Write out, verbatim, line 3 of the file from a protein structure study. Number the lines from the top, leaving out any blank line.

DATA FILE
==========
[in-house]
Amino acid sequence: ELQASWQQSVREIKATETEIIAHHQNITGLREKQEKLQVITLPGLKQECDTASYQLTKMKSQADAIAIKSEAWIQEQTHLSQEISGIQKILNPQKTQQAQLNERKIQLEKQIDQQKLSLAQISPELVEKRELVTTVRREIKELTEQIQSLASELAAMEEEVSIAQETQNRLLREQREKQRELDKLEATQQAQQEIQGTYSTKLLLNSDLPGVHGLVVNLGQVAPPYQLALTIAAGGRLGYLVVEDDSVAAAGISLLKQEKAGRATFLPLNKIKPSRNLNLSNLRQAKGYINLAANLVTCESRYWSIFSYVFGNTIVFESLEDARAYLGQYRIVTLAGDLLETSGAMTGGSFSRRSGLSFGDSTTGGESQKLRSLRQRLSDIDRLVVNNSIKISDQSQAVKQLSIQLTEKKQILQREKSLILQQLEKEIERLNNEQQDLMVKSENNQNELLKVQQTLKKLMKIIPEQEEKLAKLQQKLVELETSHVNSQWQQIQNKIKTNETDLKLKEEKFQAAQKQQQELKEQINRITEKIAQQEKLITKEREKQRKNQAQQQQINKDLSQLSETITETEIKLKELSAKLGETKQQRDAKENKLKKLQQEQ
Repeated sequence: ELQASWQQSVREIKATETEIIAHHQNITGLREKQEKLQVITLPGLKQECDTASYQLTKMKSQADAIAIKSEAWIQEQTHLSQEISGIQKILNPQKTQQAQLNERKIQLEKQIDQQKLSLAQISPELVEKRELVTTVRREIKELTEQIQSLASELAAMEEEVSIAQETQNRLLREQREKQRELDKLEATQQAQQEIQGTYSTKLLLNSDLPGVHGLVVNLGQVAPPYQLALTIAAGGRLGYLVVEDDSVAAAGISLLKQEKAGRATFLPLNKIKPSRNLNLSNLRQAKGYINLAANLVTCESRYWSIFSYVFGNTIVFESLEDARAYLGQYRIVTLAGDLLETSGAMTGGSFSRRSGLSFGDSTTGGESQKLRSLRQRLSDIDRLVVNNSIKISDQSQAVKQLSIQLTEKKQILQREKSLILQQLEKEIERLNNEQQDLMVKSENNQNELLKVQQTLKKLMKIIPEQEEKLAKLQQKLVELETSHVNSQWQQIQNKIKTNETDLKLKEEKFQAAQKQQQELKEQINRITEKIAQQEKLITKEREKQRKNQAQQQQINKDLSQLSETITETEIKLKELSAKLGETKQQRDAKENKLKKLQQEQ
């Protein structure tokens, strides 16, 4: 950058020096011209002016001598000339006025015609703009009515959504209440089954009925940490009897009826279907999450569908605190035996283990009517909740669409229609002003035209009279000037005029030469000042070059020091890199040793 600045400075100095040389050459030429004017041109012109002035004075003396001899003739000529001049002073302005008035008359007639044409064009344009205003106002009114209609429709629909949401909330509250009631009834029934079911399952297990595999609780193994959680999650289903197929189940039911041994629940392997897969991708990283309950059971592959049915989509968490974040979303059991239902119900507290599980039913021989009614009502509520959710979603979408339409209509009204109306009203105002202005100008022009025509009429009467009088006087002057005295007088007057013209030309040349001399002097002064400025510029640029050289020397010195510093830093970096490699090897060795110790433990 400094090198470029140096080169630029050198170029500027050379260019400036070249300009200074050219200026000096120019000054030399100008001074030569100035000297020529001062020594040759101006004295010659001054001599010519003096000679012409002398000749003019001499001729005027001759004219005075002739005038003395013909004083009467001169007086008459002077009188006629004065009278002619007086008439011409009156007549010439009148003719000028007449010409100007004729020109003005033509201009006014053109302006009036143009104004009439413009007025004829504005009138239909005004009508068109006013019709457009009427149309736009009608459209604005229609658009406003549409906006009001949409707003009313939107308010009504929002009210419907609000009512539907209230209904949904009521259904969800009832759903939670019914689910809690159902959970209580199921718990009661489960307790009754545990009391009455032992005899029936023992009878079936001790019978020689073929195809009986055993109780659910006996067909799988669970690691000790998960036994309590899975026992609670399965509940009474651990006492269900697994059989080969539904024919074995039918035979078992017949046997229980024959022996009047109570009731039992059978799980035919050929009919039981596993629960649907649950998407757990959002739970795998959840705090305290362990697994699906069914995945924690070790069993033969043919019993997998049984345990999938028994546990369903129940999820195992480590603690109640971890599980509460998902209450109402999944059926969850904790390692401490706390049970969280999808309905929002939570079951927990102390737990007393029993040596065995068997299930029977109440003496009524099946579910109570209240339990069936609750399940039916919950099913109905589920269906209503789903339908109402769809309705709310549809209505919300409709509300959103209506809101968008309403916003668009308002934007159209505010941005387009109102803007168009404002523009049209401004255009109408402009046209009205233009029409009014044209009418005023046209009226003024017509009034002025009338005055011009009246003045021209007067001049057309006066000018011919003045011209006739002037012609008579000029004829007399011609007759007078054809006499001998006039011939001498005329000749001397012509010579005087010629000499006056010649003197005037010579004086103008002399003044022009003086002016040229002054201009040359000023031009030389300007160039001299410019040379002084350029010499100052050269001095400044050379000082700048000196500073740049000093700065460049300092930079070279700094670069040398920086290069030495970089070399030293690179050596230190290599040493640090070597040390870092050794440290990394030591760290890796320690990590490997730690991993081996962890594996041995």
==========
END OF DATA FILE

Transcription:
Repeated sequence: ELQASWQQSVREIKATETEIIAHHQNITGLREKQEKLQVITLPGLKQECDTASYQLTKMKSQADAIAIKSEAWIQEQTHLSQEISGIQKILNPQKTQQAQLNERKIQLEKQIDQQKLSLAQISPELVEKRELVTTVRREIKELTEQIQSLASELAAMEEEVSIAQETQNRLLREQREKQRELDKLEATQQAQQEIQGTYSTKLLLNSDLPGVHGLVVNLGQVAPPYQLALTIAAGGRLGYLVVEDDSVAAAGISLLKQEKAGRATFLPLNKIKPSRNLNLSNLRQAKGYINLAANLVTCESRYWSIFSYVFGNTIVFESLEDARAYLGQYRIVTLAGDLLETSGAMTGGSFSRRSGLSFGDSTTGGESQKLRSLRQRLSDIDRLVVNNSIKISDQSQAVKQLSIQLTEKKQILQREKSLILQQLEKEIERLNNEQQDLMVKSENNQNELLKVQQTLKKLMKIIPEQEEKLAKLQQKLVELETSHVNSQWQQIQNKIKTNETDLKLKEEKFQAAQKQQQELKEQINRITEKIAQQEKLITKEREKQRKNQAQQQQINKDLSQLSETITETEIKLKELSAKLGETKQQRDAKENKLKKLQQEQ